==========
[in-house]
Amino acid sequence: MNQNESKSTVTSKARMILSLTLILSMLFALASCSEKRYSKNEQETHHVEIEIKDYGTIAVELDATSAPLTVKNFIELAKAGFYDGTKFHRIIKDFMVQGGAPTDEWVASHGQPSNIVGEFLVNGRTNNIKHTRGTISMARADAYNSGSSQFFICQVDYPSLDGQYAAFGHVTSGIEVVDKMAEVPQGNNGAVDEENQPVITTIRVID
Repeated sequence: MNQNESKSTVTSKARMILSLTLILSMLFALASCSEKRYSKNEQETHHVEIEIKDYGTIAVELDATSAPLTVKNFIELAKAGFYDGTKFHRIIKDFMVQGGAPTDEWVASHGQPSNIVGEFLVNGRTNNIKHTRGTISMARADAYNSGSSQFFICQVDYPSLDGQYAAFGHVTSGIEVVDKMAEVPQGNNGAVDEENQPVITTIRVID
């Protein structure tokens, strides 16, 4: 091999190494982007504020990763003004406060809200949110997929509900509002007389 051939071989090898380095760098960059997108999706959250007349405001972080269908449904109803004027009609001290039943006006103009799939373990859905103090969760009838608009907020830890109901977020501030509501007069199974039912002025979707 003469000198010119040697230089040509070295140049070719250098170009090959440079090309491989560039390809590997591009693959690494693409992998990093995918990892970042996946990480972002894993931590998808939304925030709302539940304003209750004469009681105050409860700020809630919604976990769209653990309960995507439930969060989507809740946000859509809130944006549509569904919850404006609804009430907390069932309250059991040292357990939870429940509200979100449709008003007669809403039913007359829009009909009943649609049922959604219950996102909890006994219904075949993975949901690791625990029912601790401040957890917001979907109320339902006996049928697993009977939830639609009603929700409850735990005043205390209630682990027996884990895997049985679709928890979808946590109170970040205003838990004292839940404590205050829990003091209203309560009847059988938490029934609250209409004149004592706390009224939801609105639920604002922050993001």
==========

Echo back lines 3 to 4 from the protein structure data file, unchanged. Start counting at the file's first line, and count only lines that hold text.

Repeated sequence: MNQNESKSTVTSKARMILSLTLILSMLFALASCSEKRYSKNEQETHHVEIEIKDYGTIAVELDATSAPLTVKNFIELAKAGFYDGTKFHRIIKDFMVQGGAPTDEWVASHGQPSNIVGEFLVNGRTNNIKHTRGTISMARADAYNSGSSQFFICQVDYPSLDGQYAAFGHVTSGIEVVDKMAEVPQGNNGAVDEENQPVITTIRVID
């Protein structure tokens, strides 16, 4: 091999190494982007504020990763003004406060809200949110997929509900509002007389 051939071989090898380095760098960059997108999706959250007349405001972080269908449904109803004027009609001290039943006006103009799939373990859905103090969760009838608009907020830890109901977020501030509501007069199974039912002025979707 003469000198010119040697230089040509070295140049070719250098170009090959440079090309491989560039390809590997591009693959690494693409992998990093995918990892970042996946990480972002894993931590998808939304925030709302539940304003209750004469009681105050409860700020809630919604976990769209653990309960995507439930969060989507809740946000859509809130944006549509569904919850404006609804009430907390069932309250059991040292357990939870429940509200979100449709008003007669809403039913007359829009009909009943649609049922959604219950996102909890006994219904075949993975949901690791625990029912601790401040957890917001979907109320339902006996049928697993009977939830639609009603929700409850735990005043205390209630682990027996884990895997049985679709928890979808946590109170970040205003838990004292839940404590205050829990003091209203309560009847059988938490029934609250209409004149004592706390009224939801609105639920604002922050993001």